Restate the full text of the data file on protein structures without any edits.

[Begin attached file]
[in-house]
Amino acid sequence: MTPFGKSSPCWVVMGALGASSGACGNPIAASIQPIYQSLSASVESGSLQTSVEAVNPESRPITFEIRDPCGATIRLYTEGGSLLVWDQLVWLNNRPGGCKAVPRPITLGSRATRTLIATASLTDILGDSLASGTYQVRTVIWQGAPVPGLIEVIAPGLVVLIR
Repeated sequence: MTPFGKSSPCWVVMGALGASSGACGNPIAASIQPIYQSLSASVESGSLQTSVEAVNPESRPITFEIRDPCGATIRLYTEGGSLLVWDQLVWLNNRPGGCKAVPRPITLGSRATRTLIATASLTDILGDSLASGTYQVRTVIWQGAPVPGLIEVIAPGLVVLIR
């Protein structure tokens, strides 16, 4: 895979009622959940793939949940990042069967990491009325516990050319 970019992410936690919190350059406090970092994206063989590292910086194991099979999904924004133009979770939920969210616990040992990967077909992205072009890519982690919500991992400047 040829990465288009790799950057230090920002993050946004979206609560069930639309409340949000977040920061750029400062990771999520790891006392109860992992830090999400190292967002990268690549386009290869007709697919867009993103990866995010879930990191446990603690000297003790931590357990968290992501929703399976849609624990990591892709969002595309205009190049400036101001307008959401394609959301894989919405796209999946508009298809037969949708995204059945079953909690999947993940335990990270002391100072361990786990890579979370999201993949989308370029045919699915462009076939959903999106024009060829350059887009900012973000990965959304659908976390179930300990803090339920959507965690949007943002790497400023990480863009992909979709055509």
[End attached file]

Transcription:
[in-house]
Amino acid sequence: MTPFGKSSPCWVVMGALGASSGACGNPIAASIQPIYQSLSASVESGSLQTSVEAVNPESRPITFEIRDPCGATIRLYTEGGSLLVWDQLVWLNNRPGGCKAVPRPITLGSRATRTLIATASLTDILGDSLASGTYQVRTVIWQGAPVPGLIEVIAPGLVVLIR
Repeated sequence: MTPFGKSSPCWVVMGALGASSGACGNPIAASIQPIYQSLSASVESGSLQTSVEAVNPESRPITFEIRDPCGATIRLYTEGGSLLVWDQLVWLNNRPGGCKAVPRPITLGSRATRTLIATASLTDILGDSLASGTYQVRTVIWQGAPVPGLIEVIAPGLVVLIR
């Protein structure tokens, strides 16, 4: 895979009622959940793939949940990042069967990491009325516990050319 970019992410936690919190350059406090970092994206063989590292910086194991099979999904924004133009979770939920969210616990040992990967077909992205072009890519982690919500991992400047 040829990465288009790799950057230090920002993050946004979206609560069930639309409340949000977040920061750029400062990771999520790891006392109860992992830090999400190292967002990268690549386009290869007709697919867009993103990866995010879930990191446990603690000297003790931590357990968290992501929703399976849609624990990591892709969002595309205009190049400036101001307008959401394609959301894989919405796209999946508009298809037969949708995204059945079953909690999947993940335990990270002391100072361990786990890579979370999201993949989308370029045919699915462009076939959903999106024009060829350059887009900012973000990965959304659908976390179930300990803090339920959507965690949007943002790497400023990480863009992909979709055509």